Although there were a variety of religions practiced in Newport, the Quakers became the most influential, dominating political, social and economical life.  Their plain lifestyle was reflected in architecture, landscape and decorative arts.   They were some of the finest craftsman, who made extraordinary furniture. Newport’s architectural heritage can be traced back to the 17th century, when building such as the Old Stone Mill and the White Horse Tavern were built.  Newport’s economics were based on exporting rum, candles, fish, silver and furniture, which fueled their economic growth.  The water front was very busy during this time, and over 150 separate wharves and shops crowded the harbor.  Trade grew, and Newport became an epicenter of modern American capitalism, becoming one of the five leading ports in North America by 1760.  This growth led to a “building boom,” including hundreds of houses and important structures such as the Trinity Church, Colony House, Redwood Library and Brick Market.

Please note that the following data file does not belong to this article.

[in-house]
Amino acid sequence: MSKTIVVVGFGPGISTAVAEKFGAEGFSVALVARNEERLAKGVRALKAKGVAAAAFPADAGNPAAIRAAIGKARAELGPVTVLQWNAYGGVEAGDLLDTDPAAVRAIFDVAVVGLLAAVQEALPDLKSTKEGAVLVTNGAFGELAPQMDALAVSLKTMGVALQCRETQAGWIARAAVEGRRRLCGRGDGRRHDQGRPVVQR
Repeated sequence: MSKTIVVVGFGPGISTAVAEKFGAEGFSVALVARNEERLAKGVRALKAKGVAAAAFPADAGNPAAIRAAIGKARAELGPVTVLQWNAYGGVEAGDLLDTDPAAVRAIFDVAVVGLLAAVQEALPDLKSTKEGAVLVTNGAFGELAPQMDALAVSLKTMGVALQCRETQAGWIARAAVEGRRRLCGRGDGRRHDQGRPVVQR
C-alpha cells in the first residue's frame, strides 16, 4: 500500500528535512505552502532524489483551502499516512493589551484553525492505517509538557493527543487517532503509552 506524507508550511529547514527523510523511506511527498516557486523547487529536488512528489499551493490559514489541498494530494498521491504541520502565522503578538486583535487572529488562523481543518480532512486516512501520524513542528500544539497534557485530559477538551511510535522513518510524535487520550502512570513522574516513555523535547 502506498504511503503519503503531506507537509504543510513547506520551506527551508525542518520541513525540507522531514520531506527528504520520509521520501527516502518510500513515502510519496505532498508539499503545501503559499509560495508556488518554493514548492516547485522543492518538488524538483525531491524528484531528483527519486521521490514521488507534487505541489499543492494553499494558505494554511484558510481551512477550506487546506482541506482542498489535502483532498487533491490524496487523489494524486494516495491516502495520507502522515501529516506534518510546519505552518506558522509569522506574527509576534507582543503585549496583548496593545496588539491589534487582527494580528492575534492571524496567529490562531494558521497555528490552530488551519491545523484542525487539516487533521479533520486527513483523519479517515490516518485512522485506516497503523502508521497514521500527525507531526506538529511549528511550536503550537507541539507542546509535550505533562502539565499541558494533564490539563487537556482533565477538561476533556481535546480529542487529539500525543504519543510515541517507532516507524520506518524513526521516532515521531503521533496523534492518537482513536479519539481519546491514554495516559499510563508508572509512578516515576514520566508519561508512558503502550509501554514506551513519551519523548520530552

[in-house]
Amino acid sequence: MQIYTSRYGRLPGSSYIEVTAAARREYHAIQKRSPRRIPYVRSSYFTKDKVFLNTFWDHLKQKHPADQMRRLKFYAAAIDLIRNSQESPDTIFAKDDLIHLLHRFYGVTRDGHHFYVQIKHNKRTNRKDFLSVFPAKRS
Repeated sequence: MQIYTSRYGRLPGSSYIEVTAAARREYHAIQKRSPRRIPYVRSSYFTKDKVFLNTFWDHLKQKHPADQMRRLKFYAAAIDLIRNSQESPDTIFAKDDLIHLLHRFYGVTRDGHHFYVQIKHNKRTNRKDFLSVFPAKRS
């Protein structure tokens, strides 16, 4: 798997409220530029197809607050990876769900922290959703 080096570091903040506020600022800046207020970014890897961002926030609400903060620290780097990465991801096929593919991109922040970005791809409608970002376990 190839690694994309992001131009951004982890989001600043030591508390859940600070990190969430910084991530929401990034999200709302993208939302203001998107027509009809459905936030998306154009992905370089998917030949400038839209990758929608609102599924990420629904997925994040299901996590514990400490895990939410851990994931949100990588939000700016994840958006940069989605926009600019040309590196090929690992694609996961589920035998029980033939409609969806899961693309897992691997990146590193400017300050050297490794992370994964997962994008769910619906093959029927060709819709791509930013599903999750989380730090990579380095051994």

The British held Newport from 1776-1779 and hundreds fled.  The British remained until they were driven out by the French, who then stayed until 1783. Due to the damage the British had done to Newport’s economy, Newport had to re-invent itself in the 1900′s.  It transformed into a summer resort area.  Newport became a center for influential writers, artists, educators, scientists, architects and landscape designers during the antebellum period.  Wealthy families such as the Griswolds, Kings and Vanderbilts built mansions in Newport to use as their summer cottages.

Newport maintained its ties to the seas and trading ships filled the water.  Newport started becoming a yachting capital and in the 1930′s, America’s Cup was brought to Newport until 1983.  The Navy also became an important part of Newport and have been based here since the 1860′s.  The Naval War College and Torpedo Station were built after the Civil War and the Navy presence grew.  Today, the Navy is still the largest employer in the area.